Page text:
LGBTI asylum seekers and the warrior lawyer who's helping them
Human Rights Lawyer Danielle Cohen's motto is "less formality, more humanity"
When LGBTI asylum seekers wish to claim asylum in the UK, they claim asylum under the Refugee Convention ground of being a member of a "particular social group".
The members of the LGBTI community are persecuted for many reasons, for example, their departure from the majority norm. It seems that society is afraid of social changes, and so the "gay way of life" is perceived to be a threat to home, family and culture.
It's in this area that Danielle Cohen, recently nominated for Human Rights Lawyer Of The Year in the Law Society’s Excellence Awards, works her magic.
Danielle’s firm’s motto, "less formality, more humanity," means that she creates an environment in which personal and private matters can be discussed openly and the evidence to support the claims can be gathered in a confidential and dignified manner.
Danielle is critical of the way the Home Office is processing asylum applications of the LGBTI community because of the recent trend of "sexualisation". This means an over-emphasis by the decision makers on sexual acts, rather than on sexual orientation as an identity.
Applicants are sometimes asked some very personal and private questions, which most people would feel uncomfortable discussing. Some people are also asked for "evidence of being LGBTI" e.g. the way they dress, or the clubs that they go to, or the friends that they keep.
This is unfair because not everyone fits the stereotypes of being LGBTI. As we know, people express their sexuality in their own individual way and that should be celebrated just like heterosexual individuality.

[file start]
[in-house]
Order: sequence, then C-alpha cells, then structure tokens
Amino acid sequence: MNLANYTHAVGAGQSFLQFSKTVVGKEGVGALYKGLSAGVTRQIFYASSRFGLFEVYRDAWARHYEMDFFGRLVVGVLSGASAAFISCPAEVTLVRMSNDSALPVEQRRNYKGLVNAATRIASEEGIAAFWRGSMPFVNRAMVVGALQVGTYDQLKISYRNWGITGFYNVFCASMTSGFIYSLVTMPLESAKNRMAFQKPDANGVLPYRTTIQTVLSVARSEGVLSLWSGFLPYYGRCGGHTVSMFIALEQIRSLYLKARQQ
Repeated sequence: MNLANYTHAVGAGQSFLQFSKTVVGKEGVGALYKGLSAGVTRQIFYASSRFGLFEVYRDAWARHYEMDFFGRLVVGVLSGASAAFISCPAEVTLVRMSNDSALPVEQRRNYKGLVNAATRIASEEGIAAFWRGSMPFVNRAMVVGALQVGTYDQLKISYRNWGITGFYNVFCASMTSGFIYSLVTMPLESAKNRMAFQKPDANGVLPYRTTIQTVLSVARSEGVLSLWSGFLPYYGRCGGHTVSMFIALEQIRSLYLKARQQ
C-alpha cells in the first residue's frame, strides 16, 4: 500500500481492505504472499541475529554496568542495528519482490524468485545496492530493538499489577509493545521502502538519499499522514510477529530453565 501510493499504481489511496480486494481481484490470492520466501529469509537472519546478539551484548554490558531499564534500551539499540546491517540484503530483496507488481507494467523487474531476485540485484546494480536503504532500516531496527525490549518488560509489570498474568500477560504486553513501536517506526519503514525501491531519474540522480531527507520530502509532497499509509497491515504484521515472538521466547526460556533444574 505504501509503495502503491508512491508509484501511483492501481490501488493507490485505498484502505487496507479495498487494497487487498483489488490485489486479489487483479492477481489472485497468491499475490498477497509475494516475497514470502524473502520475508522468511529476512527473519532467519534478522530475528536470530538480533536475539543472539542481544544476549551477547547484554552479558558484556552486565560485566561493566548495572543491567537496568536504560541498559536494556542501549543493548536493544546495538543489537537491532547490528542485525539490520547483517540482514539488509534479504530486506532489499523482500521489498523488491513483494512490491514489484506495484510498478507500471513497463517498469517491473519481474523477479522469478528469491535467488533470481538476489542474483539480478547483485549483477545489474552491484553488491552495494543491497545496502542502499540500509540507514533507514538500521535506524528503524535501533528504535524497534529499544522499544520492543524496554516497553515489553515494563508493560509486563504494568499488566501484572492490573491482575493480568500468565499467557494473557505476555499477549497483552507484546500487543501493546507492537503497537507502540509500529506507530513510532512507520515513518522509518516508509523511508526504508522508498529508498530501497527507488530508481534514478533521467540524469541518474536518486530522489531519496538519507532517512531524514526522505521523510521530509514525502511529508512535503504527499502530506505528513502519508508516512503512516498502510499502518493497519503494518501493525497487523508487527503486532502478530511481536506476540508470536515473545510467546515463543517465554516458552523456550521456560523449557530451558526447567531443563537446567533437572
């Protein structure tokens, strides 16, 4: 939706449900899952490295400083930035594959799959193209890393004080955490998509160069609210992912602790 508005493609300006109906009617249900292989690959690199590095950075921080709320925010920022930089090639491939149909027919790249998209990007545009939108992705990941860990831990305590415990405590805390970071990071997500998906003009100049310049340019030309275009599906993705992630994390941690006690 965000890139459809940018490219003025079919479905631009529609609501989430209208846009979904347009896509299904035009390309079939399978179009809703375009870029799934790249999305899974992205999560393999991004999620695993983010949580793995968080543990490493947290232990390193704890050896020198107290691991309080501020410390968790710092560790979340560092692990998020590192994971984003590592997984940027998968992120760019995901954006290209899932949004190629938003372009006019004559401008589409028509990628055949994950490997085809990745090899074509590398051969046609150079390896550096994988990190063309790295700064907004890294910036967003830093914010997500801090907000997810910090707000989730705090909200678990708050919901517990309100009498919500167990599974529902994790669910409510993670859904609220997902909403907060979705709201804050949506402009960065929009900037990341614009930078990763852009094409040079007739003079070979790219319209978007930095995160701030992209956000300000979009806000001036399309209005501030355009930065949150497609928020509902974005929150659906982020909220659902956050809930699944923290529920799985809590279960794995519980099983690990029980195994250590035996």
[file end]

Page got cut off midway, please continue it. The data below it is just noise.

We know from social psychology that stereotypes may or may not accurately reflect reality, and the Home Office should not use stereotypes as shortcuts to make sense of an applicant’s case.
The asylum interview process should not be a lottery, as some asylum interviews are conducted professionally and thoroughly while others are rushed and biased and are resolved by "cut-and-paste" decisions.
The approach the Home Office takes is sometimes contrary to their own policy instructions on sexual orientation, which was published in August 2016.
It acknowledges that some lesbian, gay and bisexual people, may originate from countries in which they are made to feel ashamed, humiliated, and stigmatised, and therefore unable to explain to an unknown civil servant in a stressful environment their full story.
We hope that members of the LGBTI community will be treated fairly and offered the refuge so that they can live the lives they are entitled to.
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